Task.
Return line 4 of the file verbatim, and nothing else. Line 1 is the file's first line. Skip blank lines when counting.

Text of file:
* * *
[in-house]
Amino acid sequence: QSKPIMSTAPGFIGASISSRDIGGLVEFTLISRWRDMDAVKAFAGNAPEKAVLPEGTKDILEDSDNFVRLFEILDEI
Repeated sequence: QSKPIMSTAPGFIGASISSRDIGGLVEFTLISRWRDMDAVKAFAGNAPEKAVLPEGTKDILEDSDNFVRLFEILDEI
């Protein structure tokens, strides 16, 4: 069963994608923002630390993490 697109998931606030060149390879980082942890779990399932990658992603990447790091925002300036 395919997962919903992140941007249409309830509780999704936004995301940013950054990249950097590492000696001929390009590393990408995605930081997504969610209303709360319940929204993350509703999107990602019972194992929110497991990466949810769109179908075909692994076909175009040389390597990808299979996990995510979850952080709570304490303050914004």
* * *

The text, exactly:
């Protein structure tokens, strides 16, 4: 069963994608923002630390993490 697109998931606030060149390879980082942890779990399932990658992603990447790091925002300036 395919997962919903992140941007249409309830509780999704936004995301940013950054990249950097590492000696001929390009590393990408995605930081997504969610209303709360319940929204993350509703999107990602019972194992929110497991990466949810769109179908075909692994076909175009040389390597990808299979996990995510979850952080709570304490303050914004």